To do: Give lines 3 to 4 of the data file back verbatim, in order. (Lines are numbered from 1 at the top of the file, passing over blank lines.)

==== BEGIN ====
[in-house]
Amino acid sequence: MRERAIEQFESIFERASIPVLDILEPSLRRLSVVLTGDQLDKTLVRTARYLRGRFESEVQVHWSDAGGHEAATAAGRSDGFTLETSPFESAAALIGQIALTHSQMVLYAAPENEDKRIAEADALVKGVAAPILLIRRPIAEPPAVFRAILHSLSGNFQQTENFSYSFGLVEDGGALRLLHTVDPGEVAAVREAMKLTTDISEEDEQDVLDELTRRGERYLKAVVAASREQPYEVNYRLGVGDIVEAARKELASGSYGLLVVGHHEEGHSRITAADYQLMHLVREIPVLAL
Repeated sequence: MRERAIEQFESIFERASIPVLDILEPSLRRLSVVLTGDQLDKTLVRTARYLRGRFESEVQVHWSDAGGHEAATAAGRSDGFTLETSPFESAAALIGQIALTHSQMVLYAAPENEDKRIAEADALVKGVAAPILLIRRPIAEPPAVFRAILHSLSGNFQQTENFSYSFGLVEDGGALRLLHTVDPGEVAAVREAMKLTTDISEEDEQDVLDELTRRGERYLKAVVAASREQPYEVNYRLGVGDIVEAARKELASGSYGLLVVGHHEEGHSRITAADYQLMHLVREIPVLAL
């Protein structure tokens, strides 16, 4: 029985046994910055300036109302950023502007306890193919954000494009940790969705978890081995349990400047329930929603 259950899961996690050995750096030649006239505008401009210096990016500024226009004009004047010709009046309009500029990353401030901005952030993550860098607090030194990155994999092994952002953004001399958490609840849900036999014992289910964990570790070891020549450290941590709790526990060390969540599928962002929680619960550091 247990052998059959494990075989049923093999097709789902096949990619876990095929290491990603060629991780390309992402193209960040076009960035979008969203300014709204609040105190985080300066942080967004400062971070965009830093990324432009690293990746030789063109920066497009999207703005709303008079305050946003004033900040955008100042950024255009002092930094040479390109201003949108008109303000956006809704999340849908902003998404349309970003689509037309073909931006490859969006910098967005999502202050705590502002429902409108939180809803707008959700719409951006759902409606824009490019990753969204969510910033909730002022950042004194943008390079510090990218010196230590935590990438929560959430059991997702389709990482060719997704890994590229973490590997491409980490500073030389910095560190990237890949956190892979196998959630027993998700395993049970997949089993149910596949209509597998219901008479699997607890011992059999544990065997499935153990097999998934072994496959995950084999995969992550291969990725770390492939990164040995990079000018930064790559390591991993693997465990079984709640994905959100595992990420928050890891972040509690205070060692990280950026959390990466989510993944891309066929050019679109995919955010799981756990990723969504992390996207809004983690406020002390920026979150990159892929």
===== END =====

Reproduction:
Repeated sequence: MRERAIEQFESIFERASIPVLDILEPSLRRLSVVLTGDQLDKTLVRTARYLRGRFESEVQVHWSDAGGHEAATAAGRSDGFTLETSPFESAAALIGQIALTHSQMVLYAAPENEDKRIAEADALVKGVAAPILLIRRPIAEPPAVFRAILHSLSGNFQQTENFSYSFGLVEDGGALRLLHTVDPGEVAAVREAMKLTTDISEEDEQDVLDELTRRGERYLKAVVAASREQPYEVNYRLGVGDIVEAARKELASGSYGLLVVGHHEEGHSRITAADYQLMHLVREIPVLAL
């Protein structure tokens, strides 16, 4: 029985046994910055300036109302950023502007306890193919954000494009940790969705978890081995349990400047329930929603 259950899961996690050995750096030649006239505008401009210096990016500024226009004009004047010709009046309009500029990353401030901005952030993550860098607090030194990155994999092994952002953004001399958490609840849900036999014992289910964990570790070891020549450290941590709790526990060390969540599928962002929680619960550091 247990052998059959494990075989049923093999097709789902096949990619876990095929290491990603060629991780390309992402193209960040076009960035979008969203300014709204609040105190985080300066942080967004400062971070965009830093990324432009690293990746030789063109920066497009999207703005709303008079305050946003004033900040955008100042950024255009002092930094040479390109201003949108008109303000956006809704999340849908902003998404349309970003689509037309073909931006490859969006910098967005999502202050705590502002429902409108939180809803707008959700719409951006759902409606824009490019990753969204969510910033909730002022950042004194943008390079510090990218010196230590935590990438929560959430059991997702389709990482060719997704890994590229973490590997491409980490500073030389910095560190990237890949956190892979196998959630027993998700395993049970997949089993149910596949209509597998219901008479699997607890011992059999544990065997499935153990097999998934072994496959995950084999995969992550291969990725770390492939990164040995990079000018930064790559390591991993693997465990079984709640994905959100595992990420928050890891972040509690205070060692990280950026959390990466989510993944891309066929050019679109995919955010799981756990990723969504992390996207809004983690406020002390920026979150990159892929």